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Ocean Plastic Pots

1784. Ally Mitchell

Ally Mitchell, from Glasgow, is a diver who launched ‘Ocean Plastic Pots’ in 2020 to repurpose ocean debris and plastic waste, such as discarded ropes and fishing nets collected from beaches, into plant pots.

Ally Mitchell

Through his work as a diver, Ally frequently encountered ocean waste and the damaging consequences this has on marine life, and was particularly struck after a whale washed up on Luskentyre beach on the Isle of Harris in December 2019 with over 100kg of rope, fishing net and plastic debris caught inside it. He began collecting marine waste and realised he could repurpose the materials into a new product which could itself be recycled, creating a circular economy. Teaching himself manufacturing techniques from his garden shed, he began creating plastic plant pots, and selling these at a local food market in Edinburgh. Ally’s pots have since received huge demand, with a manufacturer secured to increase production, and was recognised at the 2021 RHS Chelsea Flower Show as Sustainable Garden Product of the Year. Each pot provides a 26 gram saving on carbon emissions, and sales from the pots are helping to support ‘Ghost Fishing UK’, a charity of volunteer technical divers who specialise in the removal of lost fishing gear and rope.

In a personal letter to Ally, Prime Minister Boris Johnson said:

“You have seen first-hand as a diver the damage to our ocean life caused by plastic. So I was inspired to learn of how you have turned your passion for preserving marine life into a brilliantly innovative social enterprise.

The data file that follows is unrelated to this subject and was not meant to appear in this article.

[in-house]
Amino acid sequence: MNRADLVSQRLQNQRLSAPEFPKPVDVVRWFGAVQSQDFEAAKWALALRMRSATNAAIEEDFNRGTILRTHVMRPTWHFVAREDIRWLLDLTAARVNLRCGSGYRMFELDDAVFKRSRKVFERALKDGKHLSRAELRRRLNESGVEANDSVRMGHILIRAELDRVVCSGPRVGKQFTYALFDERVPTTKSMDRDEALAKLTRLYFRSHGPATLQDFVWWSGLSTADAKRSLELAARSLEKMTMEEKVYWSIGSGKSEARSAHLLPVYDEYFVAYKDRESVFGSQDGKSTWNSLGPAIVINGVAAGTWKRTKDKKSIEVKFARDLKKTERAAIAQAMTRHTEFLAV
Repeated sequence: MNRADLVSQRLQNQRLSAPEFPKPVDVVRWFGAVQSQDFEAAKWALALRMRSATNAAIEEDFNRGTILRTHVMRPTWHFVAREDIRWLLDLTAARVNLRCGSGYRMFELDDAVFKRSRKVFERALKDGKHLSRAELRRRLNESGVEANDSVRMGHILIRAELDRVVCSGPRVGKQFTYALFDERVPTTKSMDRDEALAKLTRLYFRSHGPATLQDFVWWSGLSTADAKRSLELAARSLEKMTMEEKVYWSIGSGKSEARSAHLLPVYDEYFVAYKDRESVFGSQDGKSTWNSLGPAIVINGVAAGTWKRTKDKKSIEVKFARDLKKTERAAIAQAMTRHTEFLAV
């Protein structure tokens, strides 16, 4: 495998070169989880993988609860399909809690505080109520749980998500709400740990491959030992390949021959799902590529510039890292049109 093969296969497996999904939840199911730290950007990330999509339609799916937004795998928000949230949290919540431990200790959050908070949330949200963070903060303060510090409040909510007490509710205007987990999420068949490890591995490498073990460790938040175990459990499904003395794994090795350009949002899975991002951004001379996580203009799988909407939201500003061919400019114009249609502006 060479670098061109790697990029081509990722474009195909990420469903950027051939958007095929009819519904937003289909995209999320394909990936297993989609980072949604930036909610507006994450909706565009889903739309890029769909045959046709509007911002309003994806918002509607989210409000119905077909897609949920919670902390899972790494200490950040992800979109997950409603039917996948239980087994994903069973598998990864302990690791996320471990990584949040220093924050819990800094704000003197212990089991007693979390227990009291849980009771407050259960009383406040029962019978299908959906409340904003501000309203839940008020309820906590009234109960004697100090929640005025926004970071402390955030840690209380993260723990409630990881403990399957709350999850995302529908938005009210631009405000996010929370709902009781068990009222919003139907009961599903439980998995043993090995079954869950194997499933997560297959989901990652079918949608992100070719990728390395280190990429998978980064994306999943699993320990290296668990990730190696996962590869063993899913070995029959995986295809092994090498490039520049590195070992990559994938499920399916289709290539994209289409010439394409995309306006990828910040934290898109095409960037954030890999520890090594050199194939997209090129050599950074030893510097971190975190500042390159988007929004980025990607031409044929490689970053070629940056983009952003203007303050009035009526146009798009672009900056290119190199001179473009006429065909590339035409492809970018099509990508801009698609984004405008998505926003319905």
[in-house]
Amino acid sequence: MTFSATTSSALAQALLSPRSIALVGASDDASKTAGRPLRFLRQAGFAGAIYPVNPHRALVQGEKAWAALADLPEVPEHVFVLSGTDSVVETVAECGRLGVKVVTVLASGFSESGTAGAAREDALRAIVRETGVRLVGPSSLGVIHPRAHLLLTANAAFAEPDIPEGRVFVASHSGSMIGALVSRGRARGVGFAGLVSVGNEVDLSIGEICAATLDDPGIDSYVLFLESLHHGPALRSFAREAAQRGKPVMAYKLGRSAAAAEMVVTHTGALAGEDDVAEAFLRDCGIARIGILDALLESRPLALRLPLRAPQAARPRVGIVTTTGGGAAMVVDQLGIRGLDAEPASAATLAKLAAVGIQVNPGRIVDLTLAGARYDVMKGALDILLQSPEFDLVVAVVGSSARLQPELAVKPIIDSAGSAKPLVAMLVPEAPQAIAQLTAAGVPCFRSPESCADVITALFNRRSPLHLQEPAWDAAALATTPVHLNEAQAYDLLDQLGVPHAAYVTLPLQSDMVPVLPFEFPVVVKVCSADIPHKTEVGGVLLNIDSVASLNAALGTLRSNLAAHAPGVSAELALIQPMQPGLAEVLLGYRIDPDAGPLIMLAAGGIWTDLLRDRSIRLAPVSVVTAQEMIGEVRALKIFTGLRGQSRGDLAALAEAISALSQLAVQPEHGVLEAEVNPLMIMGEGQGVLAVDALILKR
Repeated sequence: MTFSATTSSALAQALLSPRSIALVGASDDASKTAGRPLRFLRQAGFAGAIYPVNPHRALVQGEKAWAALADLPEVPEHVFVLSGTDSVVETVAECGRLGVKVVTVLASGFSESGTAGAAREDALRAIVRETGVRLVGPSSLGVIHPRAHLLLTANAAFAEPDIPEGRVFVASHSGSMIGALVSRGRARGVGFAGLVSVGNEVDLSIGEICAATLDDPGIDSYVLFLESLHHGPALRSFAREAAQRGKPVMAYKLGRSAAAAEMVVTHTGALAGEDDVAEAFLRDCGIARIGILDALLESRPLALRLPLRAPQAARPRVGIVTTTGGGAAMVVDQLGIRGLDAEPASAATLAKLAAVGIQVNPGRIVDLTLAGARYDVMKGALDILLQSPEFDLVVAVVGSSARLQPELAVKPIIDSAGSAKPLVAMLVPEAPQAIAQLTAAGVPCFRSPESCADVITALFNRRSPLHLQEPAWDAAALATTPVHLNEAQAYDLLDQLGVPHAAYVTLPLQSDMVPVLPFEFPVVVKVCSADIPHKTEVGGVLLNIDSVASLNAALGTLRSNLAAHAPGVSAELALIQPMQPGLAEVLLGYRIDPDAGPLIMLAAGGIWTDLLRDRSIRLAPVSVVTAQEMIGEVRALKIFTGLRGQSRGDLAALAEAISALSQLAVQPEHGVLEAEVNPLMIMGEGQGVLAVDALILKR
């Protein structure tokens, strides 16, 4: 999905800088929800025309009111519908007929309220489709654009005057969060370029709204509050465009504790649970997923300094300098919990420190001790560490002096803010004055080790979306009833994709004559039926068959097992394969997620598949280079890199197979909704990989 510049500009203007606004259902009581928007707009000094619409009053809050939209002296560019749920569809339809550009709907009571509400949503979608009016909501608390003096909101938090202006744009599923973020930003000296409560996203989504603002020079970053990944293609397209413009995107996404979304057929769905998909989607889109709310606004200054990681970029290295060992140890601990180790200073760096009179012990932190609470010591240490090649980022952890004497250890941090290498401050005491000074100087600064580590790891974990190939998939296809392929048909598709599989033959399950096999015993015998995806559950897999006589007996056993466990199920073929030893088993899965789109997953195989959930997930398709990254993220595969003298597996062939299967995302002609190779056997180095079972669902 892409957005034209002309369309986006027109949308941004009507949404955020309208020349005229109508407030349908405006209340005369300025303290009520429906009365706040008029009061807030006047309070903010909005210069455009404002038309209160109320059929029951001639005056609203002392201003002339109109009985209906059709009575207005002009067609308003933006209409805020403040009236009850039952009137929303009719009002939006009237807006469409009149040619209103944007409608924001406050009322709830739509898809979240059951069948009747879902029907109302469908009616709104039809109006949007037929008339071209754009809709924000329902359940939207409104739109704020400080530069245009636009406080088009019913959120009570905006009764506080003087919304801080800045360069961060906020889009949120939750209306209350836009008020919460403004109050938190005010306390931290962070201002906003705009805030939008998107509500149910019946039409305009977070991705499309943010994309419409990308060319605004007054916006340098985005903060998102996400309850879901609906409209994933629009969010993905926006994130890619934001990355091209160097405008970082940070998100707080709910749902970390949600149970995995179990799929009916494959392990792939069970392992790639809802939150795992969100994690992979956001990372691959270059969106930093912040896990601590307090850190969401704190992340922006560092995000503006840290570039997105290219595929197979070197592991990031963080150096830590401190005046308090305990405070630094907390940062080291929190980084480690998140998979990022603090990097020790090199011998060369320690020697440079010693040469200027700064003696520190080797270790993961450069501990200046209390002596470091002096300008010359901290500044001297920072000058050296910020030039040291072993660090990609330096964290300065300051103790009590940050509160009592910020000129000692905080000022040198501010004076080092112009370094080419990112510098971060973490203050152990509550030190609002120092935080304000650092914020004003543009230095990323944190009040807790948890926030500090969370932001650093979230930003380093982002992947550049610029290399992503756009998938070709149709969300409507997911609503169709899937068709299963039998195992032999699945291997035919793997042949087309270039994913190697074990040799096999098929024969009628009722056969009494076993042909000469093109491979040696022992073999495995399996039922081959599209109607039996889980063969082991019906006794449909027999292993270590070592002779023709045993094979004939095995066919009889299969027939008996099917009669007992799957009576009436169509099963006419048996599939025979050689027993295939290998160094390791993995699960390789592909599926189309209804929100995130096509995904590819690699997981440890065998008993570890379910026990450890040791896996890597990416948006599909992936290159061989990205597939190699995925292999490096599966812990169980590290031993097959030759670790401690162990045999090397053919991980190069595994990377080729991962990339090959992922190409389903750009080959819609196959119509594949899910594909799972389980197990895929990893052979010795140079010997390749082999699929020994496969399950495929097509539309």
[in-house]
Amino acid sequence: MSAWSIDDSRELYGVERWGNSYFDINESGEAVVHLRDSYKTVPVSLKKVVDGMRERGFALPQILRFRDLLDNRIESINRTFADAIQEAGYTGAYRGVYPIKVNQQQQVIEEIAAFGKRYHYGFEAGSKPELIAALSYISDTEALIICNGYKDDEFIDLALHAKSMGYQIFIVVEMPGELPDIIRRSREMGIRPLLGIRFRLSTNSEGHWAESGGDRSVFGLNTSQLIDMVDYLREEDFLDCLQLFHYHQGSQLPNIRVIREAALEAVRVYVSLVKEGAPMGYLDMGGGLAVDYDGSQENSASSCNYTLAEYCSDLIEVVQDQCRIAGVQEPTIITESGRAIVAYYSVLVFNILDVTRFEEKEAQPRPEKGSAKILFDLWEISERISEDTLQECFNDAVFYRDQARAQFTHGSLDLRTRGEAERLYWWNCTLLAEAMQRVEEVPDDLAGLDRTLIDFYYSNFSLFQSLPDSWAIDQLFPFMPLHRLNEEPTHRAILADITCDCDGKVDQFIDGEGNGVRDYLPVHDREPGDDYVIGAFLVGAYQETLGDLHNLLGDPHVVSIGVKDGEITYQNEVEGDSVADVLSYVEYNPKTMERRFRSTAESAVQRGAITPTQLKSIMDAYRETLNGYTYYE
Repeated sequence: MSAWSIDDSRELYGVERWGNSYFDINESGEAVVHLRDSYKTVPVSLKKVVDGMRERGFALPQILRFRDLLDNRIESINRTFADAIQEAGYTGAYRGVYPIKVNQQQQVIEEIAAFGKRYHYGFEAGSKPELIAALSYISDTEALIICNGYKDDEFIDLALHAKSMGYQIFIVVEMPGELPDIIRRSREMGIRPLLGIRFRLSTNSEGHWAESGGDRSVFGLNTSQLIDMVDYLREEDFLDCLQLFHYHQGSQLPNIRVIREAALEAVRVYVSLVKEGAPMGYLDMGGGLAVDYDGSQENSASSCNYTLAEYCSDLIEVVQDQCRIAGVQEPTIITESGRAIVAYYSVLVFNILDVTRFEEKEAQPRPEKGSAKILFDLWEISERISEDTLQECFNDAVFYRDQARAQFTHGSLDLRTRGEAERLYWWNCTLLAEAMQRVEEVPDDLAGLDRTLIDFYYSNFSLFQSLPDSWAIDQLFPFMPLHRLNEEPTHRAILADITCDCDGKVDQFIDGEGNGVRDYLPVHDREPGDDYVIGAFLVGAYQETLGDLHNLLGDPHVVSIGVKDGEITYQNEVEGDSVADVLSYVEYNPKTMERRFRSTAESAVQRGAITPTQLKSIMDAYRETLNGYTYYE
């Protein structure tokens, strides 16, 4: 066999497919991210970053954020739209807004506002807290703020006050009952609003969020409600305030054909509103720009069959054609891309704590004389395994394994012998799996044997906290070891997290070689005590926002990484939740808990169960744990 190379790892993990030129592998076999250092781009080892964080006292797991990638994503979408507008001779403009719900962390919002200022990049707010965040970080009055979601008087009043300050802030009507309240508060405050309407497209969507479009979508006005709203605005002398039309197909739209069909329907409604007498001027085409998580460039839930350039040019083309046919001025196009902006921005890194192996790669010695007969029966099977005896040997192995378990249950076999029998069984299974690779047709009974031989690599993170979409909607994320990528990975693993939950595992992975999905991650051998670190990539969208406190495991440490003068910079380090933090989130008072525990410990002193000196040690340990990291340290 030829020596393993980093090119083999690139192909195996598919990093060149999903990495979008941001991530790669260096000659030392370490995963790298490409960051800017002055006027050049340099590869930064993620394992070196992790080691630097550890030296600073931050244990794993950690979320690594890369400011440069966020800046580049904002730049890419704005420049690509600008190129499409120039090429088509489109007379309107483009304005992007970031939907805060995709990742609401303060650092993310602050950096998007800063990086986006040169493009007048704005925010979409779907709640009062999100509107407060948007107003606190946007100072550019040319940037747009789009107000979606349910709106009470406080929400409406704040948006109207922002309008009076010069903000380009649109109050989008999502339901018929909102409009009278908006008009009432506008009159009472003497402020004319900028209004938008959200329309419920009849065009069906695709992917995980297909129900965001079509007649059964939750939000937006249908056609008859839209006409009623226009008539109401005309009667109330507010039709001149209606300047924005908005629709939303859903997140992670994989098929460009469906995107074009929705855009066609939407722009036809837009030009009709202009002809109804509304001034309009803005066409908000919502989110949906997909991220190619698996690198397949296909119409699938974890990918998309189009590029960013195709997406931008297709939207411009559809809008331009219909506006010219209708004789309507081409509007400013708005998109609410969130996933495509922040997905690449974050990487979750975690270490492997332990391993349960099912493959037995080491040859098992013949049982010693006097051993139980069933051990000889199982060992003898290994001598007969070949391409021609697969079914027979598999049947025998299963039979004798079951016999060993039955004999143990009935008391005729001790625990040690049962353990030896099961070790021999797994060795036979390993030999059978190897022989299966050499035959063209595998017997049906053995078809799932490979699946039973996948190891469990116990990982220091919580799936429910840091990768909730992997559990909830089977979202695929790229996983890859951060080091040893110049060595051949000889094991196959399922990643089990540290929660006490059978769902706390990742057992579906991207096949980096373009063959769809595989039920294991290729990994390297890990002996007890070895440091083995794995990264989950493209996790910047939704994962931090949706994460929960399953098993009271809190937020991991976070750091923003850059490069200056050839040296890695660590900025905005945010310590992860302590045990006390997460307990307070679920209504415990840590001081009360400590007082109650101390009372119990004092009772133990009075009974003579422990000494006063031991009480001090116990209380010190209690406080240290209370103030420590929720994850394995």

“By converting discarded fishing gear and rope into ‘Ocean Plastic Pots’, you are clearing Scotland’s beautiful coastline and cutting down on plastic waste. It is brilliant that you were honoured by the RHS Chelsea Flower Show and I am also delighted to recognise your work.”

Ally said:

“I am overwhelmed to receive the Points of Light Award from the Prime Minister. I set up ‘Ocean Plastic Pots’ to find a recycling solution for discarded fishing gear and rope. Working as a deep sea diver salvaging a ship full of plastic waste during the first UK lockdown, I have seen first hand the devastating effects that plastic pollution is having on the seas around Scotland and the rest of the UK. My aim was to develop a recyclable plant pot from a waste material that created a circular economy. ‘Ocean Plastic Pots’ can be used to grow plants that benefit our environment and can be used as an educational tool to grow awareness of the Ocean Plastic Problem.”

Jackson Carlaw CBE, MSP for Eastwood, said:

“Ally’s work and the success of ‘Ocean Plastic Pots’ is remarkable. It is vital that we restore and protect our oceans and it is through the ingenuity displayed by people such as Ally that this can be accomplished. He should be incredibly proud of his achievements.”

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